LAST month, I had the opportunity to interview Tony Langham who co-founded strategic reputation management consultancy Lansons in 1989, writes Orla Clancy. He has advised Governments, organisations and companies on their image and reputation for over 35 years. In January 2022, Langham moved from chief executive to chair and appointed Gordon Tempest-Hays as the new CEO at Lansons in a move he described as “a transition while we were on the up”.
My first question for Langham was what changes he has seen to PR and how it contributes to the bottom line since 1989. “In some ways, very little has changed in terms of how we think, because we think holistically for our clients; we think in terms of their reputation; we think integrated communication and we have always thought about behaviour being crucial in reputation and image, not just communication,” he said. “In some ways, nothing has changed at all in that in the 1980s behaviour was a key part of your brand and reputation. What you did always mattered more than what you said and you always had to be authentic.”
“The language has changed with use of words like authentic and purpose,” he said. “In other ways, it has changed completely beyond all recognition because expectations of leaders and organisations are so much higher. The climate is, in many ways, more hostile, even though we no longer seem to have such a vivid debate between socialism and capitalism as we would have had in the 70s and 80s. The concept of whistleblowers and leaks is hugely different, and clearly the pace because of digital is hugely different,” he said.
I was interested to hear Langham’s view on the role PR and reputation play in ambitious growth strategies. “I’m a huge believer that what we do is best classified as reputation management. It’s a logical explanation of consciously managing your reputation. All great companies have to consciously manage their reputation,” he said. “Organisations with better reputations can enter new markets more easily than others; if your reputation or brand perception is higher you spend less on marketing than your rivals do because people believe what you say more easily, and people give you the benefit of the doubt if you have a higher reputation. These are completely tangible business outcomes that make a huge difference.” He elaborated further by saying that public affairs and lobbying are also important as we often need legislation and regulation to create business success and new markets.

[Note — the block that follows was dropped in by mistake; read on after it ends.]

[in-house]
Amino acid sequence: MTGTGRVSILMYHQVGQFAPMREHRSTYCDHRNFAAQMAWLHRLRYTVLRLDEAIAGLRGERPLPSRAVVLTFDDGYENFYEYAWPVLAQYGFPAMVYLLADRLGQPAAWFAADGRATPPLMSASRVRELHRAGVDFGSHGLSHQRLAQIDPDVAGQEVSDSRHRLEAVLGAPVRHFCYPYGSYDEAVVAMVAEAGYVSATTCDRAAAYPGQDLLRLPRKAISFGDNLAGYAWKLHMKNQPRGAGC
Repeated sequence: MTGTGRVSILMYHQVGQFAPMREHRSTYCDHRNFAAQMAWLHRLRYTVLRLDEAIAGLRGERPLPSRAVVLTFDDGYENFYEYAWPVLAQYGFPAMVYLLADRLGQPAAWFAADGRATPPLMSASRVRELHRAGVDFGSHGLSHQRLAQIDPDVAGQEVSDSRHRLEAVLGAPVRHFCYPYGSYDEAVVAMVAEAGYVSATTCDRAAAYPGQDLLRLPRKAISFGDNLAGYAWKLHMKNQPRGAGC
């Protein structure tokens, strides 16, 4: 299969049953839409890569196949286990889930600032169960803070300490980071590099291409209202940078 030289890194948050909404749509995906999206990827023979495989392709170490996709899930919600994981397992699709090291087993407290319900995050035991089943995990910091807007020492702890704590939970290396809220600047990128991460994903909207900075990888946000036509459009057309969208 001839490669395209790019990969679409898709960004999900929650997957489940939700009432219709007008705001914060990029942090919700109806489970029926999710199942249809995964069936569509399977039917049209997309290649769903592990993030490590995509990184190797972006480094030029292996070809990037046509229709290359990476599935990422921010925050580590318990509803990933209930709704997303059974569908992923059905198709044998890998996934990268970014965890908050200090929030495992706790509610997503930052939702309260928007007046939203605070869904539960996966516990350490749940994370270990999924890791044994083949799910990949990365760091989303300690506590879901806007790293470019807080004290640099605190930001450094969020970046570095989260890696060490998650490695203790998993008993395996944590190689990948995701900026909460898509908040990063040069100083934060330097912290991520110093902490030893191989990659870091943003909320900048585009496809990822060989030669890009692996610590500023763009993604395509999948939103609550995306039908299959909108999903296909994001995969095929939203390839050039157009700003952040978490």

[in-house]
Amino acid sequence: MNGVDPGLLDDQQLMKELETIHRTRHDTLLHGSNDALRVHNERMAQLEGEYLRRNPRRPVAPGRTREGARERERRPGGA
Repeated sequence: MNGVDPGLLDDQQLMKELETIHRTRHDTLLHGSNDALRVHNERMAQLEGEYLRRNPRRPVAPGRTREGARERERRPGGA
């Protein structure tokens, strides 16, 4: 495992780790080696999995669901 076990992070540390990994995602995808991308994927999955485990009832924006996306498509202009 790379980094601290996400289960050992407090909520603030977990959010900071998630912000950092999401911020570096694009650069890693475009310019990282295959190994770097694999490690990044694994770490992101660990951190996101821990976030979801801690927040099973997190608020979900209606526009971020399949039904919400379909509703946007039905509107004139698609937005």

Langham advocates for integrated thinking and integrated behaviours across organisations. His advice to CEOs is to have “an organisational structure that is fluid and dynamic, but has the right people in the room for the right decisions in a collaborative spirit. It matters the most in terms of the organisation having a purpose and behaving to that purpose.” He then said that reducing the silos as far as possible is important, yet acknowledged that this always differs across organisations.
Thirdly, Langham said, to have the right reputation in the modern age in the way the world is, CEOs have to be proactive, take stances, and do things that traditionally look riskier than doing nothing. “It’s quite often been the right answer for organisations and corporations to be risk averse and cautious,” he said. “I don’t think that is the case any more. Now, understanding the situation where sometimes doing nothing is risky, and doing something that looks out there is actually less risky than doing nothing. I say that in terms of positions in society. Take, for example, diversity and inclusion. You shouldn’t be afraid as the chief executive to talk about white supremacy or white privilege. Sometimes, in a brand or positioning sense in society, it’s important to realise that it’s less risky to do something rather than do nothing or be conservative.”
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